Relations between the everyday activities of preschoolers and their teachers’ perceptions of their competence in the first years of school

UNCG Author/Contributor (non-UNCG co-authors, if there are any, appear on document)
Jonathan R. Tudge, Professor (Creator)
The University of North Carolina at Greensboro (UNCG )
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Abstract: This paper contributes to a growing literature that suggests that in order to understand the transition to school, one should employ an ecological approach. Such an approach involves simultaneous consideration of individual and contextual factors, studied over time. Much of the current literature on the transition focuses on the transition from the perspective of school, but we were interested in relations between what occurs prior to school and performance in school. We used Bronfenbrenner’s Process-Person-Context-Time (PPCT) ecological model to focus primarily on the relations between school-relevant activities of preschool-aged children and teachers’ subsequent perception of the children’s competence once they had entered school. At Time 1 we observed 20 3-year-olds’ engagement in everyday activities (Process) and their initiation of those activities (Person) over a 20-hour period covering the equivalent of an entire waking day. Children were drawn from two social classes (Context). The preschool observations were followed by 2 consecutive years of teacher reports of academic competence following entry into elementary school (Times 2 and 3). Middle-class preschoolers engaged in more school-relevant activities than did working-class children, and preschoolers who initiated and engaged in more conversations were subsequently perceived by their teachers as being more competent.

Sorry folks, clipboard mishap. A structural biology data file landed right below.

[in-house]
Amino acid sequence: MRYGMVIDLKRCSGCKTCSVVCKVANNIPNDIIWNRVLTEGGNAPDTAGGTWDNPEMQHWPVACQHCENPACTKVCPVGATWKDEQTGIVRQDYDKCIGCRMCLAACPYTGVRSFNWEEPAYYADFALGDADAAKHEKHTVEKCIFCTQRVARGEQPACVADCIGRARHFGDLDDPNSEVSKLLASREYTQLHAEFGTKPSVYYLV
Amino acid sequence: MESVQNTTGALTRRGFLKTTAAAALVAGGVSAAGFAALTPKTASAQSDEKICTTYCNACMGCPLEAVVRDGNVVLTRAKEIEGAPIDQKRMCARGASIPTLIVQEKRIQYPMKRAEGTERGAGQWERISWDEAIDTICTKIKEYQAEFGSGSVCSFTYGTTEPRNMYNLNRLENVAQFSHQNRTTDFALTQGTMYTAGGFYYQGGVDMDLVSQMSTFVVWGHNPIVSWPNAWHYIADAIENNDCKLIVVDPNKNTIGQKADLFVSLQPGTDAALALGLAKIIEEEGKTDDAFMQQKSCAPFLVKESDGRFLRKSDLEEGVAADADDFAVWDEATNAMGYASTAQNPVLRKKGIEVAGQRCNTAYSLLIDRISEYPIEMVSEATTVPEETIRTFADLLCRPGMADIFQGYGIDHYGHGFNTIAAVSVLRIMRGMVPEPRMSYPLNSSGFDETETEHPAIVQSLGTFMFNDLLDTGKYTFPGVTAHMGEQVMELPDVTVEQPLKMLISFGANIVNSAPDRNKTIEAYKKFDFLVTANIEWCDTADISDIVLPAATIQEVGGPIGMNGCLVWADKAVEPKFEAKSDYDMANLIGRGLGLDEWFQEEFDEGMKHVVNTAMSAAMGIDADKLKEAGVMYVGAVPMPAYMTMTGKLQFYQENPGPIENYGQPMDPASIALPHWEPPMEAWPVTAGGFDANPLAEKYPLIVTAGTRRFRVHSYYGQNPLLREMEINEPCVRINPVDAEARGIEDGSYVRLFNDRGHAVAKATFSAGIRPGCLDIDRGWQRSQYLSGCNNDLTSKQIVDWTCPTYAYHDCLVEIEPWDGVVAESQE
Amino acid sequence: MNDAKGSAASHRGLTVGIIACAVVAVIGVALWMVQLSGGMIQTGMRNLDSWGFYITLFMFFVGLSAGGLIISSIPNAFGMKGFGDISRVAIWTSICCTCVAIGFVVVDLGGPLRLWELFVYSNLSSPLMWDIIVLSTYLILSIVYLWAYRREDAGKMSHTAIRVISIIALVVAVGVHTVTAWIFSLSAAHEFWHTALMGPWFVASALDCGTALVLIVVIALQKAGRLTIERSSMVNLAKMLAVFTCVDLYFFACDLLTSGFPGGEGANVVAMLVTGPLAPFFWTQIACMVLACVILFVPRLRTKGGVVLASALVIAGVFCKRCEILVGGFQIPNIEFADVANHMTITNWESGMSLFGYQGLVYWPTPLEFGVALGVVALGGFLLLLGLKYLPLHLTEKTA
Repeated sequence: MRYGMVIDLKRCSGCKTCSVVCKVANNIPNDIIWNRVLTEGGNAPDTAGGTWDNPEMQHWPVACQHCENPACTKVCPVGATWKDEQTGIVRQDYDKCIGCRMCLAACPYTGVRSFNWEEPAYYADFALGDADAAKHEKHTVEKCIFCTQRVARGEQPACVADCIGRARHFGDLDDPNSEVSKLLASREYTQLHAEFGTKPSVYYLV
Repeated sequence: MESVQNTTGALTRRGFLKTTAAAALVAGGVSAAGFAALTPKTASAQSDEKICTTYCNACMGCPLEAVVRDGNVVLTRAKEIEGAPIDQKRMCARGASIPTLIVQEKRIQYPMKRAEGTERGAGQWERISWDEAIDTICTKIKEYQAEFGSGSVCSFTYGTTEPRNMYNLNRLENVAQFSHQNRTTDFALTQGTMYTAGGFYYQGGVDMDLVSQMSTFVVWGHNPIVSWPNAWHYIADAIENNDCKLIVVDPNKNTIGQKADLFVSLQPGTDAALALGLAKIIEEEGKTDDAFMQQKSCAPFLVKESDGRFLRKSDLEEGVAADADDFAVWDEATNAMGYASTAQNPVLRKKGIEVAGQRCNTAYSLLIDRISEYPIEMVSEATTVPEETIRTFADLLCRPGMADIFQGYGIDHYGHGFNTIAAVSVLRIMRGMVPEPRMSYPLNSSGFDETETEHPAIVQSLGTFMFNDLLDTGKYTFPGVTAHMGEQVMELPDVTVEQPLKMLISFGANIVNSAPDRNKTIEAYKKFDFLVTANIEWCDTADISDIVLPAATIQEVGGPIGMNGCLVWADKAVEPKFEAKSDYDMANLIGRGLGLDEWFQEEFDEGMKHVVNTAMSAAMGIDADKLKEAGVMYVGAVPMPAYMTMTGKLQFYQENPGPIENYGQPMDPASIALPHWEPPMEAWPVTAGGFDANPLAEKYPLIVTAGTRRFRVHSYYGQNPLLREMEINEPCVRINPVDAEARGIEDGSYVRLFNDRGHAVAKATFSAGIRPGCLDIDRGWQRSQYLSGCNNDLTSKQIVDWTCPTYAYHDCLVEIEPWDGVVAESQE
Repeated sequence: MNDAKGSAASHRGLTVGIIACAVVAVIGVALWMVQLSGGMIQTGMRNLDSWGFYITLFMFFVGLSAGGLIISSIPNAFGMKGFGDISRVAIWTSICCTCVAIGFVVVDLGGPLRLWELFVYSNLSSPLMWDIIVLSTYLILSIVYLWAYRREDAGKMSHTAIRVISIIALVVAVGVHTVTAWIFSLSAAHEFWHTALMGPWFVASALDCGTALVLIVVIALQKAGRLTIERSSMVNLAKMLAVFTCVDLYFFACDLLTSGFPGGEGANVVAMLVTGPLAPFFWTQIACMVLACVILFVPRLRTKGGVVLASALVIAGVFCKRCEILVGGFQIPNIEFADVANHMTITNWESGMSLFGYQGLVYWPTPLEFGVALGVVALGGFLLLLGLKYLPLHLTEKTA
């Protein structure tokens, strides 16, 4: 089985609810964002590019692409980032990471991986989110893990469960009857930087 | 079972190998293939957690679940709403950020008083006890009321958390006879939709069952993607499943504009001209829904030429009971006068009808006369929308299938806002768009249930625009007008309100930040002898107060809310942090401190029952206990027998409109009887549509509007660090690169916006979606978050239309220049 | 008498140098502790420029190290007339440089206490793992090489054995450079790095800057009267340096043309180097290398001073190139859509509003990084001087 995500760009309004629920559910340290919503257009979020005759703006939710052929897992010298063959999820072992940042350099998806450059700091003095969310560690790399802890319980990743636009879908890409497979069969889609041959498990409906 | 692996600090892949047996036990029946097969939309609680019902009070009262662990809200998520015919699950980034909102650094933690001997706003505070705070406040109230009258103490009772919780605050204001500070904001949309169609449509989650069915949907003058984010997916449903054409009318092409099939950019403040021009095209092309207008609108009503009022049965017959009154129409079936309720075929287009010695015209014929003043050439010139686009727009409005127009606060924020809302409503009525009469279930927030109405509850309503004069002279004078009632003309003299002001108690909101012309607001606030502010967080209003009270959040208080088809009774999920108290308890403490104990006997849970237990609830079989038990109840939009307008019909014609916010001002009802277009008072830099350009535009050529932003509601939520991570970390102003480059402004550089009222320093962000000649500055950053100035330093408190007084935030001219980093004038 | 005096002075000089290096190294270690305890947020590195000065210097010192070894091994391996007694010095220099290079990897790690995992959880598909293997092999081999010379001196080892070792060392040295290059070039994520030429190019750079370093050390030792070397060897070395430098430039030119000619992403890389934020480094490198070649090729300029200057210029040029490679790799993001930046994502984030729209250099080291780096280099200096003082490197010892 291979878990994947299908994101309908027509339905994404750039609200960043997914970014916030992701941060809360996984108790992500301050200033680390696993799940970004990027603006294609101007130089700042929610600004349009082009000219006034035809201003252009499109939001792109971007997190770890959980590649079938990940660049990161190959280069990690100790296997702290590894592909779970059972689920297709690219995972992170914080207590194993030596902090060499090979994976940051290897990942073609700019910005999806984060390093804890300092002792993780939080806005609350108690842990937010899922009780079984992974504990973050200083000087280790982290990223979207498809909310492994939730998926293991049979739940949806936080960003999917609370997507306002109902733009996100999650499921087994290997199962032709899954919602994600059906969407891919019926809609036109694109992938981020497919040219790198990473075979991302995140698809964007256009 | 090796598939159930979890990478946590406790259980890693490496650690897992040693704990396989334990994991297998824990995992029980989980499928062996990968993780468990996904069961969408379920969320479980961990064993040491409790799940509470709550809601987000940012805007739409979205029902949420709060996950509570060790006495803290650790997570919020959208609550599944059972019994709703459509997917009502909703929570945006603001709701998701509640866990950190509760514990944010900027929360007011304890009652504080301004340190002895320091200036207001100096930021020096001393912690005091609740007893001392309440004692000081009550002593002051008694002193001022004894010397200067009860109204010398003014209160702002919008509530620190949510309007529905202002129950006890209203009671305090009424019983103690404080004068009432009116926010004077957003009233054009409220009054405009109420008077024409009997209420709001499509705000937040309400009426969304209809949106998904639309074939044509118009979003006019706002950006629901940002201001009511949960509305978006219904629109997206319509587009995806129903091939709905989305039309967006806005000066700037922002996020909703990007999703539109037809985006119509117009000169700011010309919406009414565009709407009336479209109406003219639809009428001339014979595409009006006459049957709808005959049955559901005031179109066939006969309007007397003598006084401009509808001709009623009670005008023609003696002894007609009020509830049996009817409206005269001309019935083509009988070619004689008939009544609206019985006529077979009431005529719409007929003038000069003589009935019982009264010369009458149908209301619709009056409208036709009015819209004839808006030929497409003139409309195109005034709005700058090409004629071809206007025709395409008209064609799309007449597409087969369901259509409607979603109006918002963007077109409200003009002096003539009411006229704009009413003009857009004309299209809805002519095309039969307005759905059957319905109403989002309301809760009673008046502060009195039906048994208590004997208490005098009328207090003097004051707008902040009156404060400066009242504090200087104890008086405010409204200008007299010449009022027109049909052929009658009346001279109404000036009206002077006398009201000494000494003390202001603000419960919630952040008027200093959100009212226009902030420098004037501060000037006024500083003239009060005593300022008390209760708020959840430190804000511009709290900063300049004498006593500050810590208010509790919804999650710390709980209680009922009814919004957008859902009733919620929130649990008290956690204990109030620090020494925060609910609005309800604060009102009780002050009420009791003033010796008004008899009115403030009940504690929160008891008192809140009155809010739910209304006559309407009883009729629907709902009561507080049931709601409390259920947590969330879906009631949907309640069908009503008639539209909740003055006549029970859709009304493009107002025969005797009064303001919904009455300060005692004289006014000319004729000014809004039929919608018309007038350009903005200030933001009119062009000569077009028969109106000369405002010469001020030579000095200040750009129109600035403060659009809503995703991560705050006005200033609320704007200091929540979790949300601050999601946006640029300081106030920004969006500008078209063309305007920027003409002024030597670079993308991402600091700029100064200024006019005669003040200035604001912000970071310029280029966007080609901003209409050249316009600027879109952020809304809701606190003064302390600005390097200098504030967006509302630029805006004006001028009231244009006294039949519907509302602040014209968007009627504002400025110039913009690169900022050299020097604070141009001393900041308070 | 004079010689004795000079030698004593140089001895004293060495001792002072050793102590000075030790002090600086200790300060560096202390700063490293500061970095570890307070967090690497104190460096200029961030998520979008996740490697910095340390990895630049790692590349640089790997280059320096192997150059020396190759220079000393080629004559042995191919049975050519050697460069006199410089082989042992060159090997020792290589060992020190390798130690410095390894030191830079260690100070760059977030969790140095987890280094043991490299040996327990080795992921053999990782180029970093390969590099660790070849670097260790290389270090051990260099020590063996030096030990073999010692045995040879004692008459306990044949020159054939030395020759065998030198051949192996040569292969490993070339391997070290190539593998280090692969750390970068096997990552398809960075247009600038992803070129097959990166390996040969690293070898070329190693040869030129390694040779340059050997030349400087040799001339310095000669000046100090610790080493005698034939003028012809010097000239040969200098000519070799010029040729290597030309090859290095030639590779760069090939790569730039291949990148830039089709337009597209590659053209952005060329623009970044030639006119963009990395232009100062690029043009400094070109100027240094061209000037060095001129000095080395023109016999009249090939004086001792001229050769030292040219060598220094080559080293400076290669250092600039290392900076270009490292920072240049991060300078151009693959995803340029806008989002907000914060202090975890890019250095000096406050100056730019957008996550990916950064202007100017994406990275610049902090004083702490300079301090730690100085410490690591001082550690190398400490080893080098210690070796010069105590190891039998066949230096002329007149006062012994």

Additional Information

Early Childhood Research Quarterly, 18(1), 42-64
Language: English
Date: 2003
Ecological theory, Preschoolers’ activities, Parents’ beliefs, Teachers’ perceptions, Longitudinal

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